Track 2: Materials over Time: Points of Change
3 - Taking an Alternate Approach – Replacing Architectural Terra Cotta
Wednesday, September 26
8:30 AM - 10:00 AM
Location: HYATT-Grand EFG
Architectural terra cotta was developed as the durable and affordable 19th century alternative to carved stone, with initial uses that mimicked the appearance of natural stones. Early anchorage details were also inspired by similar stone anchorages and suffered similar limitations of deterioration due to water infiltration, corrosion, and unaccommodated differential movement. Terra cotta design and detailing evolved as the industry matured with better quality production, improved anchorage details, and designs and patterns that moved away from just mimicking stone. Modern rehabilitation projects that replace deteriorated terra cotta similarly need to evolve to consider both alternate materials and anchorages. Using The First Church of Christ Scientist Mother Church terra cotta replacement project as a case study, this presentation will examine how the design team evaluated alternatives for both materials and anchorages to find the most appropriate approach considering durability, historical appropriateness, constructability, schedule, and cost.
A significant extension was added to the Mother Church at the turn of the 20th century, which features carved granite and limestone facades with terra cotta domes, semi-domes, and smaller roofs. The current multi-year restoration project includes replacement of the two semi-domes, which have a history of ongoing leakage and deterioration that a previous replacement project, within 15 years of the original construction, did not address. Currently mortar set over a membrane waterproofing on a Gustavino thin-shell structure, the semi-dome terra cotta suffers from water infiltration, freeze/thaw deterioration, and cracking due to unaccommodated movement. As currently designed, there is also no easy way to repair or address hidden defects. It was the design teams charge to develop a system that is durable for 75 to 100 years, salvages the Gustavino structure below, provides reliable waterproofing, and can be maintained and worked within the Church’s budget. This presentation will discuss our analysis and options considered in arriving at our design.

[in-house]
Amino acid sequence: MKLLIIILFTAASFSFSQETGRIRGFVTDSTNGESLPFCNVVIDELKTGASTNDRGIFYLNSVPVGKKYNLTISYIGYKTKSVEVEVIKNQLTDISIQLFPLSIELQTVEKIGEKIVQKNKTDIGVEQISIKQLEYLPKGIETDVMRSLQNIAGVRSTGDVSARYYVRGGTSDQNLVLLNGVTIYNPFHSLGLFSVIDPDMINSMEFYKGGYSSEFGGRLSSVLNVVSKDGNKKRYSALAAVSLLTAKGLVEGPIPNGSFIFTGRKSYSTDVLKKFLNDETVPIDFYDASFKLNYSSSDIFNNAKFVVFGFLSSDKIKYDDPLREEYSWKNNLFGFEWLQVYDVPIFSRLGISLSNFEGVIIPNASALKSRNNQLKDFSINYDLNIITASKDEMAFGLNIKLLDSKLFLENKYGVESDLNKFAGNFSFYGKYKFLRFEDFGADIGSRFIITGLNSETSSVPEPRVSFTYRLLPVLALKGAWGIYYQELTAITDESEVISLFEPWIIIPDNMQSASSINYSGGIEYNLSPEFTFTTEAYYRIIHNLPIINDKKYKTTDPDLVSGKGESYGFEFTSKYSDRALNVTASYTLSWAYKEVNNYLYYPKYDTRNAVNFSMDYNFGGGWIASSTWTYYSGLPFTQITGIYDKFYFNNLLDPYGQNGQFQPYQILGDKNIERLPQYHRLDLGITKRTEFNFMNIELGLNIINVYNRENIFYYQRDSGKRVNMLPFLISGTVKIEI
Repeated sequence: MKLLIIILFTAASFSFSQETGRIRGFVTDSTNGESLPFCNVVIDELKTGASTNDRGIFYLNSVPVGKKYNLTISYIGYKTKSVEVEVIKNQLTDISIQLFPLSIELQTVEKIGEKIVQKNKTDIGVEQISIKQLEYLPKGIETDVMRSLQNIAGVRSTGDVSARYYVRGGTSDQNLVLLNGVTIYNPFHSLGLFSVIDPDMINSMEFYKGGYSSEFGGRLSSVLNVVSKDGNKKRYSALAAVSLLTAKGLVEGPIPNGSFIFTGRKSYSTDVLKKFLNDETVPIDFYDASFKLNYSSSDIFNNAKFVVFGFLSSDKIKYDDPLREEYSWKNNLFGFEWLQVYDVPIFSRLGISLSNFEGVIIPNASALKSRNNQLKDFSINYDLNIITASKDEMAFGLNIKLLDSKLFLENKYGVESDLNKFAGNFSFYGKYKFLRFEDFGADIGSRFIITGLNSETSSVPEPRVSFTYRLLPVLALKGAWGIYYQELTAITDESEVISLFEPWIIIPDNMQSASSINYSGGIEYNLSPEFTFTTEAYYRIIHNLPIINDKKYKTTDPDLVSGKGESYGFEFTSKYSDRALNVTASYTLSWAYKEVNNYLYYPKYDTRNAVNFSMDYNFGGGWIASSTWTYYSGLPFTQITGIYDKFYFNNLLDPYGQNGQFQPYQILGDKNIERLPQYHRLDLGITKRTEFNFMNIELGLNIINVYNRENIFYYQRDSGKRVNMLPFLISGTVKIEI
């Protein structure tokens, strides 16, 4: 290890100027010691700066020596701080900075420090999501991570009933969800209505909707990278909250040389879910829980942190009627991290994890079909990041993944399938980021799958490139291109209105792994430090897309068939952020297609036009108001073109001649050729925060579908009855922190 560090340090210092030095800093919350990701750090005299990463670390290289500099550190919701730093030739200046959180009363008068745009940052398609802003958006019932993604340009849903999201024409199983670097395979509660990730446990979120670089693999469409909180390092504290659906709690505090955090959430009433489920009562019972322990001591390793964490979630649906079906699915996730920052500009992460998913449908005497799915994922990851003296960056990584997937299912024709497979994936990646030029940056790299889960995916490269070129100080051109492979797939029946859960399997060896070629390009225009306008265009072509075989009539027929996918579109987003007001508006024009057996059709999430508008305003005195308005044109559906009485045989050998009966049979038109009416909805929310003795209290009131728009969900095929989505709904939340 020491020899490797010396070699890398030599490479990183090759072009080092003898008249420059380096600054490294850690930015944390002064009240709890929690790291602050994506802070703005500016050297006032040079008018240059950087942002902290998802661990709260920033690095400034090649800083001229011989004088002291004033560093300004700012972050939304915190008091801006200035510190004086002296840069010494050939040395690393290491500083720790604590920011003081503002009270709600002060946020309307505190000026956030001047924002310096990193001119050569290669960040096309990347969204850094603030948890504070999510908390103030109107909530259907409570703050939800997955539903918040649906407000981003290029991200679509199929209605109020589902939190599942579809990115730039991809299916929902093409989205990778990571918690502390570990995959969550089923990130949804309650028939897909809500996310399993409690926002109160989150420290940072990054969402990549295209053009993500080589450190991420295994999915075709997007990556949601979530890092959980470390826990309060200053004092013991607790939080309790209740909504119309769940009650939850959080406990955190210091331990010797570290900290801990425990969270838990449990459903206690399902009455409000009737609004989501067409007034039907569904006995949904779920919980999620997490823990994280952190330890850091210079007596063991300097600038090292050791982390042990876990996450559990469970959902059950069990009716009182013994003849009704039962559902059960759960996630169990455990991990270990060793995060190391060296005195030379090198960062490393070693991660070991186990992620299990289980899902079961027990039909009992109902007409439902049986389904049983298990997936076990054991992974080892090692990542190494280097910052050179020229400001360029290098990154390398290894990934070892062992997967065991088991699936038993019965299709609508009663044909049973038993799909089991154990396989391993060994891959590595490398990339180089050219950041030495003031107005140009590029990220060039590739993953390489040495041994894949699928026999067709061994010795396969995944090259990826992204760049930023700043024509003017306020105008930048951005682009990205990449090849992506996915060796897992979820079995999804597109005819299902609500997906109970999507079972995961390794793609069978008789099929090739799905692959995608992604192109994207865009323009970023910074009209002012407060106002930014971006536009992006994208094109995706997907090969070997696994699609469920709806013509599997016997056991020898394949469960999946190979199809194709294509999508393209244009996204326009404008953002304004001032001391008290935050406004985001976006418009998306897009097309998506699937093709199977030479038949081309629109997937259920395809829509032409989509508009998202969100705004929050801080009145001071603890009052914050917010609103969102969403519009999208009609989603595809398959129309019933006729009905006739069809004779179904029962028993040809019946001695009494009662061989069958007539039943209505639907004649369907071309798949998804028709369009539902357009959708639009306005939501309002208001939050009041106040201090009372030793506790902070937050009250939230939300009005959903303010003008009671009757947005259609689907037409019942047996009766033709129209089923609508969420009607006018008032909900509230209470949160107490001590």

Within the narrative of this project, the presentation will review:
• Causes of deterioration of the existing terra cotta roof system
• Evaluation of the Gustavino sub-structure and impacts of roof alternates on its function.
• Anchorage and waterproofing considerations to prolong durability and allow for maintenance, including the selected unique cable attachment system design
• Replacement material options, including machined stone and replacement in-kind. The analysis will present our material testing and evaluation to compare durability, constructability, and maintenance aspects of the material options.
- Identify causes of terra cotta deterioration.
- Evaluate alternative materials for terra cotta replacement options.
- Evaluate terra cotta waterproofing anchorage options.
- Compare durability, constructability, and maintenance considerations of the material and anchorage options.